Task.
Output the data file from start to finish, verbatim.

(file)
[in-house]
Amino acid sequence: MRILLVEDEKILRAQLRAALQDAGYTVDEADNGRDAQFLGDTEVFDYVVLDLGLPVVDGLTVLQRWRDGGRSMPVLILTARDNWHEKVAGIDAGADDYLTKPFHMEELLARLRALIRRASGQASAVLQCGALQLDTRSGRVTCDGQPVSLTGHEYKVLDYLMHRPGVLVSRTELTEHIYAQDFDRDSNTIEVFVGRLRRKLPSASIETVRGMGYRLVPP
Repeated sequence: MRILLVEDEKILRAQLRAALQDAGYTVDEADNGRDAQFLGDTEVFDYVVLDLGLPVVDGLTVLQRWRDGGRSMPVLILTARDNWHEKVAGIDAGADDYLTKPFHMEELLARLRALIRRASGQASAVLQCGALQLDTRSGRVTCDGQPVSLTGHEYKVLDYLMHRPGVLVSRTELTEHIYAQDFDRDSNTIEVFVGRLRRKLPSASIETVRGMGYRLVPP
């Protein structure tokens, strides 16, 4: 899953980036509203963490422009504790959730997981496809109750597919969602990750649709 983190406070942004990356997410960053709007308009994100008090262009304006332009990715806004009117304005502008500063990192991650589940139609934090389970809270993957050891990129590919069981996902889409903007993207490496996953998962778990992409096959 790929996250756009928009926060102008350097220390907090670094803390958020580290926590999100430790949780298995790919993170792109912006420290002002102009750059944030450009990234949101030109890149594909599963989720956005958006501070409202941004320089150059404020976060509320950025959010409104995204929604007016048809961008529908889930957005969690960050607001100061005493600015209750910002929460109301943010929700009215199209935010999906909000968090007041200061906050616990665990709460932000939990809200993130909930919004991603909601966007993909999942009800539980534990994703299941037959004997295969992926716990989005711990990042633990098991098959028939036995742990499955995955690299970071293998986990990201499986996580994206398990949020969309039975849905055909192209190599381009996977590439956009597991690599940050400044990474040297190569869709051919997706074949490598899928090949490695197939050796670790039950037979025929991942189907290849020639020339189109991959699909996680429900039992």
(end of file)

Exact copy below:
[in-house]
Amino acid sequence: MRILLVEDEKILRAQLRAALQDAGYTVDEADNGRDAQFLGDTEVFDYVVLDLGLPVVDGLTVLQRWRDGGRSMPVLILTARDNWHEKVAGIDAGADDYLTKPFHMEELLARLRALIRRASGQASAVLQCGALQLDTRSGRVTCDGQPVSLTGHEYKVLDYLMHRPGVLVSRTELTEHIYAQDFDRDSNTIEVFVGRLRRKLPSASIETVRGMGYRLVPP
Repeated sequence: MRILLVEDEKILRAQLRAALQDAGYTVDEADNGRDAQFLGDTEVFDYVVLDLGLPVVDGLTVLQRWRDGGRSMPVLILTARDNWHEKVAGIDAGADDYLTKPFHMEELLARLRALIRRASGQASAVLQCGALQLDTRSGRVTCDGQPVSLTGHEYKVLDYLMHRPGVLVSRTELTEHIYAQDFDRDSNTIEVFVGRLRRKLPSASIETVRGMGYRLVPP
């Protein structure tokens, strides 16, 4: 899953980036509203963490422009504790959730997981496809109750597919969602990750649709 983190406070942004990356997410960053709007308009994100008090262009304006332009990715806004009117304005502008500063990192991650589940139609934090389970809270993957050891990129590919069981996902889409903007993207490496996953998962778990992409096959 790929996250756009928009926060102008350097220390907090670094803390958020580290926590999100430790949780298995790919993170792109912006420290002002102009750059944030450009990234949101030109890149594909599963989720956005958006501070409202941004320089150059404020976060509320950025959010409104995204929604007016048809961008529908889930957005969690960050607001100061005493600015209750910002929460109301943010929700009215199209935010999906909000968090007041200061906050616990665990709460932000939990809200993130909930919004991603909601966007993909999942009800539980534990994703299941037959004997295969992926716990989005711990990042633990098991098959028939036995742990499955995955690299970071293998986990990201499986996580994206398990949020969309039975849905055909192209190599381009996977590439956009597991690599940050400044990474040297190569869709051919997706074949490598899928090949490695197939050796670790039950037979025929991942189907290849020639020339189109991959699909996680429900039992």